Meeting recap: Commissioners cautious of carbon-tax proposal

Commission meeting recap Feb. 13, 2018

Even in light of the shorter 60-day legislative session, it has proven to be a busy and jam-packed scene in Olympia. Wednesday (Feb. 14) is the cut-off day for a proposed bill to make it out of their respective committees. Any bill that doesn’t pass committee by 5 p.m. Wednesday is considered dead for this legislative session. (Recording time stamp, 2:25:55)

Andrew Munro, senior manager of External Affairs, provided commissioners with a 2018 state legislative update. Most of his comments centered on the Governor’s Carbon Tax Proposal. Senate Bill 6203, as requested by Governor Inslee, addresses the reduction of carbon pollution within our state.  Munro noted that this bill is one that has had lots of attention and input from utilities throughout the state in hopes of making it as favorable as possible for the industries and customers we serve.

“We haven’t said we support this and that we are ready to jump on board, but what we are doing is trying to improve (SB 6203) as much as we can,” said Munro.

Munro is encouraged by how responsive the bill’s sponsors and the governor’s staff have been to suggestions from Grant PUD and other utilities. He said he sees the revisions that have taken place within the bill as a promising step in making the bill workable. Munro cautioned that if this bill doesn’t move forward in the legislative process, other potentially less favorable bills could take its place, including a proposal to increase the state’s current Renewable Portfolio Standard.

As of Feb. 13, some of the key provisions worked into the bill include:

  • Tax rate of $10 metric ton down from $20 metric ton.
  • The ability for consumer owned utilities to claim a credit, up to 100% of the tax owed, if the revenues collect are invested in a commission approved Clean Energy Investment Plan.
  • Tax exemptions on fossil fuels and electricity sold to or used by ag-food processors, off-road diesel for farmers, energy intensive trade-exposed industries.
  • The inclusion of netting language to ensure electricity transmitted through our state that is not produce or consumed in the state are netted out and not taxed.
  • Preemptive language that negates the carbon tax if there is an expansion to the Renewable Portfolio Standard.
  • Provisions created for rural economic development and rural broadband.

 All of the commissioners where appreciative of the efforts that have gone into this year’s legislative efforts. A few voiced their overall concern with a potential carbon tax bill.

“I appreciate you trying to make the best deal for us. Our challenge is to come through it as the best we can,” said Commissioner Tom Flint. “It’s all the unintended consequences that come back to bite you. I think we need to do the best we can with the hand of cards we have been dealt.”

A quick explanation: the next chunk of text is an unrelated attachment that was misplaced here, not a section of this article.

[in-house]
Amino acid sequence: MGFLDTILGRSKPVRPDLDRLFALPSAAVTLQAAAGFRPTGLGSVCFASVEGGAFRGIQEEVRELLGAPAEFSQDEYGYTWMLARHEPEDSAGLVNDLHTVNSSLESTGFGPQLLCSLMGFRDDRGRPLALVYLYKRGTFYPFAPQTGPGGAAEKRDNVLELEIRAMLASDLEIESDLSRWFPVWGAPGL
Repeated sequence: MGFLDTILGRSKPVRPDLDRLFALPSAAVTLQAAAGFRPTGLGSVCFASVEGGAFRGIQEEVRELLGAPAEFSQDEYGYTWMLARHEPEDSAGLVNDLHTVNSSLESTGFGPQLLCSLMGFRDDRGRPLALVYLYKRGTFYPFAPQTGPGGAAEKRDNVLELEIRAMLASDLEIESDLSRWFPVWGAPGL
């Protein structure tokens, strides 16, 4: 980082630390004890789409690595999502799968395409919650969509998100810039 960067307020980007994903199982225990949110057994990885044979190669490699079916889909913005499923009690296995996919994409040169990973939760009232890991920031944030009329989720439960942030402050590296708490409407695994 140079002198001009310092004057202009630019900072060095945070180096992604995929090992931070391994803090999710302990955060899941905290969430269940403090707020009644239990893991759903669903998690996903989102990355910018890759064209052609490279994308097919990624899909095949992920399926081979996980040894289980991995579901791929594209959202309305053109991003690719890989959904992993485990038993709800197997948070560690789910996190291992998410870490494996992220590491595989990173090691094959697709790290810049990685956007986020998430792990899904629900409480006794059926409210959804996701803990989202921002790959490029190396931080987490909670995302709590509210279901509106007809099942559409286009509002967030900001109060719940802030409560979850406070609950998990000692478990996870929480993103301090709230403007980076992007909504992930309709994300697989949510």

“I think you are heading in the right direction because whether you like it or not we are probably going to end up with a carbon tax,” said Commissioner Dale Walker.

General Manager, Kevin Nordt added that, “We aren’t looking to be trailblazers with this potential bill. The path we’ve taken isn’t to argue that you should do it as much as to try to provide caution and determine how we can craft it to be as least harmful as possible.”

There are still concerns with the potential legislation. Namely that a proposed July 1, 2019 implementation date is problematic as it doesn’t provide much time to work out complicated rule-making issues. Munro and his team will keep the commission informed as to what transpires with SB6203, as much can happen in the days we have left in the 2018 legislative session.

Other noteworthy bills: House Bill 2555 sponsored by Representative Dent and Senate Bill 6384 sponsored by Senator Warnick would provide the director of the Department of Fish and Wildlife (DF&W) with the authority to issue permits to the Wanapum to catch sturgeon and other freshwater food fish for ceremonial and subsistence purposes. Other tribes have this authority. It does not give them the authority to fish commercially. This bill is currently in the Senate and House Rules Committee. Floor action is anticipated very soon.

Other Commission Meeting Highlights:

 Public comments cover various topics- (3:03:00)

Marvin Price took time to share his issues and concerns with the commission regarding the proposed rate increase. His request was for the commission not to raise rates and asking them to look at other alternatives such as accessing the cash balance on-hand to offset the need to raise rates. He also asked the commissioners to take a closer look at the cost of service among the various rates classes.